Before we further elaborate on the graves here, when talking about burial mainly in the late Second Temple period, there are two important terms to know: The first is a sarcophagus, a word that originated in Greek and means “meat eater”. It is a stone container that is usually made of hard limestone and serves as a coffin. At many sites in Israel, the burial was done in sarcophagi. It is possible that burial in the sarcophagus testified to the high socio-economic status of the deceased. What about wooden coffins? so such have not been preserved, but there is indirect evidence for their existence. Numerous nails and large bronze rings were found that could indicate burial in wooden coffins. It appears to have been an initial burial, and the wooden coffins were inserted into cist graves. The use of wooden coffins is known from several sites in Israel dating to the Roman period.
The second type is ossuary – it is a small box made of pottery or stone that was used for secondary burial, with the purpose to serve as the last resting place for the remains of the human skeleton.
In the first century AD, the use of ossuaries by Jews in the Land of Israel was widely used as a means of “secondary burial”: the body was first buried in a temporary grave, then after approx. a year when the body became a skeleton, its bones were collected and inserted into an ossuary. The minimum size of the ossuary should have been the longest bone length.
Many Jewish sources teach that the secondary burial was very popular in the late Second Temple period, and was called “bone collecting”, and I only mention this as it is different from the practice in the First Temple period when the bones were collected and then placed in a room which contained the bones of the departed’s ancestors which is the origin of biblical terms such as “gathered up to his ancestors, or lay with his ancestors” and they were few other similar terms.
The practice of collecting the bones stemmed from technical and economic motives such as freeing burial space, but also from religious motives as I previously explained. The collection of bones in ossuaries was due to several reasons, where maybe the leading reason is the belief in resurrection and the desire to keep human bones together in one place which started to become popular during the Second Temple period. The use of ossuaries continued until the beginning of the third century in various parts of the country including the Galilee, in high correlation with places that had a high concentration of Jewish population.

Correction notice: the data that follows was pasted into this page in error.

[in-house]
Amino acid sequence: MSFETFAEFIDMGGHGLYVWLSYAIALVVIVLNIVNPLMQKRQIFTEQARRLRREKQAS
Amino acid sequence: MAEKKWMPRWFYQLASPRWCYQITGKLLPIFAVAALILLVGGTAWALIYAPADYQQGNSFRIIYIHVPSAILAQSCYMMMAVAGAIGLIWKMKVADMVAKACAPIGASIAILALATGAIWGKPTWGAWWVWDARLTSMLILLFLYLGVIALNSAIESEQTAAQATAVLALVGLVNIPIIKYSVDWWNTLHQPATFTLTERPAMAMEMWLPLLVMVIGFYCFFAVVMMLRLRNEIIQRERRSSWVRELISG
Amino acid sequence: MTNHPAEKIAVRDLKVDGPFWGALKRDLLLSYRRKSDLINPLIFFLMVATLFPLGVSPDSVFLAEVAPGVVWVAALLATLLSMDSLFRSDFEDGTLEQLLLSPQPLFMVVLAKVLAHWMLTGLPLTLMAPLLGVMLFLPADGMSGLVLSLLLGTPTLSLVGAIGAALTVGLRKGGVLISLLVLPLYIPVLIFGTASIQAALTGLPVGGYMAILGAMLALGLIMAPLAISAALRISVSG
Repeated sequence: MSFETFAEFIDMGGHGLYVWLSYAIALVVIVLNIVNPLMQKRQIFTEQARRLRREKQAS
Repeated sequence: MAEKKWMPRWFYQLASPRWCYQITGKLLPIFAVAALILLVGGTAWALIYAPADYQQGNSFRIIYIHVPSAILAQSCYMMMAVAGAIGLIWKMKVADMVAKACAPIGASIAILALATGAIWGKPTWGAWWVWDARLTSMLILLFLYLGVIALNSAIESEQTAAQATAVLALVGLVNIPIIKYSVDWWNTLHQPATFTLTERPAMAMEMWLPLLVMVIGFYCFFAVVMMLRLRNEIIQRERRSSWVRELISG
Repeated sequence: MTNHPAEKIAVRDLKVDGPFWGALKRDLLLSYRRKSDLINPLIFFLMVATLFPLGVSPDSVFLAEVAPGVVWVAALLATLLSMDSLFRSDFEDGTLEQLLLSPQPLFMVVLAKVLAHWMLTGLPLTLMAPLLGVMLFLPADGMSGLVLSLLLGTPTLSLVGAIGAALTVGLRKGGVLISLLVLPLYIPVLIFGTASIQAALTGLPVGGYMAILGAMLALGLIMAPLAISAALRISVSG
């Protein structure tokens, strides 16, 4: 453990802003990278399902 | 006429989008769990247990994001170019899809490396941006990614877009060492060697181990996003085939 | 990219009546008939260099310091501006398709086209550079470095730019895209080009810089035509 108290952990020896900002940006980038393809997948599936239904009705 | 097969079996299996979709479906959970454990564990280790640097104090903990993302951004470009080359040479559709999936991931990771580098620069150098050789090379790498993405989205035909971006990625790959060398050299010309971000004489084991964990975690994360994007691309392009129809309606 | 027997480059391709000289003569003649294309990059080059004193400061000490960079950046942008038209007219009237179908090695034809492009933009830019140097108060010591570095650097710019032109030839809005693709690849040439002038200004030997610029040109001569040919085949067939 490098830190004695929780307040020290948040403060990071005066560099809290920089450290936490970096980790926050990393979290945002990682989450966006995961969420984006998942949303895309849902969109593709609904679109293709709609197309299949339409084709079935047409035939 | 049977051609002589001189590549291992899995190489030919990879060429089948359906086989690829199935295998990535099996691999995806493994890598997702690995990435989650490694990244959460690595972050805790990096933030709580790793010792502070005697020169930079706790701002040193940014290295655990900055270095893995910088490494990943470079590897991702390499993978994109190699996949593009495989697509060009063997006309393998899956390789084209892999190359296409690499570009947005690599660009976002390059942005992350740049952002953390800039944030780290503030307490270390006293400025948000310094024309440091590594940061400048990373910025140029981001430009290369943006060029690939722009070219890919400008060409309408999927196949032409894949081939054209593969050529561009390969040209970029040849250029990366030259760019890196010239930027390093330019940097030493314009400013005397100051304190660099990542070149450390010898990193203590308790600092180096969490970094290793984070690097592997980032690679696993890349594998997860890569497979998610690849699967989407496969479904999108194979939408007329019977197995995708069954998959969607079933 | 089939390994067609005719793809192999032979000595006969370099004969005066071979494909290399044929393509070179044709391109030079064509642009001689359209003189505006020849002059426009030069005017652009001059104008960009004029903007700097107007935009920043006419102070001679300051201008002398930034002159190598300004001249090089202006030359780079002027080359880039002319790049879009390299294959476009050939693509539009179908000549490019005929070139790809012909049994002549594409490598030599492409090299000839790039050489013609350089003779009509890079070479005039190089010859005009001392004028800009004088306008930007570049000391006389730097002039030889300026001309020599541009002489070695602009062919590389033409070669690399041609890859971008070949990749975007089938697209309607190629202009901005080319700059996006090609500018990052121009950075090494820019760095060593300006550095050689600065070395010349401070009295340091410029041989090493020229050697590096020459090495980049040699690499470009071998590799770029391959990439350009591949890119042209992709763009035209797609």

Let’s go back to the cist graves – so examining characteristics such as the size of the graves, direction of their construction, direction of the burial, all are essential to understanding society and its perception of death, as well as understanding whether there was a standard. For the construction of the graves, a standard in burial can stem from the tradition or existence of an entity that regularly handles burial, and in the maintenance of burial sites. So, let’s take a closer look at the cist graves hewn here in the rock – these are hewn rectangular cabinets, you can see that some are still covered with rectangular lids and some are open, you can also see discarded lids in the area. Continuing with the issue of burial characteristics, the rounded niches that were probably intended for the head, face north, and the feet face south. Graves of various sizes can be seen, some small perhaps for children. There are several groups of graves in the area, and I recommend a relatively easy walk, from here to the synagogue in Wadi Hammam and all this along the Arbel brook, when you can watch the caves on the cliffs of Mount Arbel and Mount Nitai along the path.
As always, I will end with a question – What is the name of a famous archaeological site for its necropolis, which in ancient Greek means “city of the dead”, located in Galilee. The answer will appear at the end of the video.